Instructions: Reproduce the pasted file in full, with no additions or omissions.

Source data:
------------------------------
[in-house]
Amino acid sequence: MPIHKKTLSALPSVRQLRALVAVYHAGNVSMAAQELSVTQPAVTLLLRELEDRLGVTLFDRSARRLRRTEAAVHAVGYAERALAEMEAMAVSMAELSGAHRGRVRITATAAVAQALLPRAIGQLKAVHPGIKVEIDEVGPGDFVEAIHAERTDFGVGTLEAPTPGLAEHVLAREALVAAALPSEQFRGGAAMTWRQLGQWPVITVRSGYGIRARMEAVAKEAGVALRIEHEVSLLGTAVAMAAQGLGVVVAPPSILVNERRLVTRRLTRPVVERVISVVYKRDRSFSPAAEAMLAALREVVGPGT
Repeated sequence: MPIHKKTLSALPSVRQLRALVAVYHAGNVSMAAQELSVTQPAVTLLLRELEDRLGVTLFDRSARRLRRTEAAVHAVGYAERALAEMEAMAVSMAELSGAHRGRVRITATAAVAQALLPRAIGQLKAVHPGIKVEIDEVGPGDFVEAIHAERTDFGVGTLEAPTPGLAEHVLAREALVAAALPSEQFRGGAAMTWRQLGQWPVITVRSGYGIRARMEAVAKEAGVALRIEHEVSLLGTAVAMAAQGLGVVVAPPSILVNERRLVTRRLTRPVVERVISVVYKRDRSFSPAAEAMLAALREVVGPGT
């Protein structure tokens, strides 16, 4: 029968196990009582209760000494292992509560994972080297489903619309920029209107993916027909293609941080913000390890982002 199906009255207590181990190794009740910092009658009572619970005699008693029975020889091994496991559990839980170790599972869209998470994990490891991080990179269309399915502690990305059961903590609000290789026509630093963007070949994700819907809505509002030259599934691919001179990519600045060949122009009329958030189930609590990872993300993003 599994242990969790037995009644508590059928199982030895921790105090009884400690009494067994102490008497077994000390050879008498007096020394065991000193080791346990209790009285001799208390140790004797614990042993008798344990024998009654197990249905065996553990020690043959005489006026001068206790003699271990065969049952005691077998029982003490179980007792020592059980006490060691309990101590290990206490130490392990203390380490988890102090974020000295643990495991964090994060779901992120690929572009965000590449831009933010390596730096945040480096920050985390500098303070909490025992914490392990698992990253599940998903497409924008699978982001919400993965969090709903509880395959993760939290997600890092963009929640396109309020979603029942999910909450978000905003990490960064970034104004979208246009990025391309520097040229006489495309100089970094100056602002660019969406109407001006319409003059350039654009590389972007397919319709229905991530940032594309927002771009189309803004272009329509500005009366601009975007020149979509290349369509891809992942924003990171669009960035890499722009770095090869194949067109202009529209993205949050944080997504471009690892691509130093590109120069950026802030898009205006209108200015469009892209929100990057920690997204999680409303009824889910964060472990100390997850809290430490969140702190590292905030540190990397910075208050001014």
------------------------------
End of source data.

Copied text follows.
[in-house]
Amino acid sequence: MPIHKKTLSALPSVRQLRALVAVYHAGNVSMAAQELSVTQPAVTLLLRELEDRLGVTLFDRSARRLRRTEAAVHAVGYAERALAEMEAMAVSMAELSGAHRGRVRITATAAVAQALLPRAIGQLKAVHPGIKVEIDEVGPGDFVEAIHAERTDFGVGTLEAPTPGLAEHVLAREALVAAALPSEQFRGGAAMTWRQLGQWPVITVRSGYGIRARMEAVAKEAGVALRIEHEVSLLGTAVAMAAQGLGVVVAPPSILVNERRLVTRRLTRPVVERVISVVYKRDRSFSPAAEAMLAALREVVGPGT
Repeated sequence: MPIHKKTLSALPSVRQLRALVAVYHAGNVSMAAQELSVTQPAVTLLLRELEDRLGVTLFDRSARRLRRTEAAVHAVGYAERALAEMEAMAVSMAELSGAHRGRVRITATAAVAQALLPRAIGQLKAVHPGIKVEIDEVGPGDFVEAIHAERTDFGVGTLEAPTPGLAEHVLAREALVAAALPSEQFRGGAAMTWRQLGQWPVITVRSGYGIRARMEAVAKEAGVALRIEHEVSLLGTAVAMAAQGLGVVVAPPSILVNERRLVTRRLTRPVVERVISVVYKRDRSFSPAAEAMLAALREVVGPGT
């Protein structure tokens, strides 16, 4: 029968196990009582209760000494292992509560994972080297489903619309920029209107993916027909293609941080913000390890982002 199906009255207590181990190794009740910092009658009572619970005699008693029975020889091994496991559990839980170790599972869209998470994990490891991080990179269309399915502690990305059961903590609000290789026509630093963007070949994700819907809505509002030259599934691919001179990519600045060949122009009329958030189930609590990872993300993003 599994242990969790037995009644508590059928199982030895921790105090009884400690009494067994102490008497077994000390050879008498007096020394065991000193080791346990209790009285001799208390140790004797614990042993008798344990024998009654197990249905065996553990020690043959005489006026001068206790003699271990065969049952005691077998029982003490179980007792020592059980006490060691309990101590290990206490130490392990203390380490988890102090974020000295643990495991964090994060779901992120690929572009965000590449831009933010390596730096945040480096920050985390500098303070909490025992914490392990698992990253599940998903497409924008699978982001919400993965969090709903509880395959993760939290997600890092963009929640396109309020979603029942999910909450978000905003990490960064970034104004979208246009990025391309520097040229006489495309100089970094100056602002660019969406109407001006319409003059350039654009590389972007397919319709229905991530940032594309927002771009189309803004272009329509500005009366601009975007020149979509290349369509891809992942924003990171669009960035890499722009770095090869194949067109202009529209993205949050944080997504471009690892691509130093590109120069950026802030898009205006209108200015469009892209929100990057920690997204999680409303009824889910964060472990100390997850809290430490969140702190590292905030540190990397910075208050001014």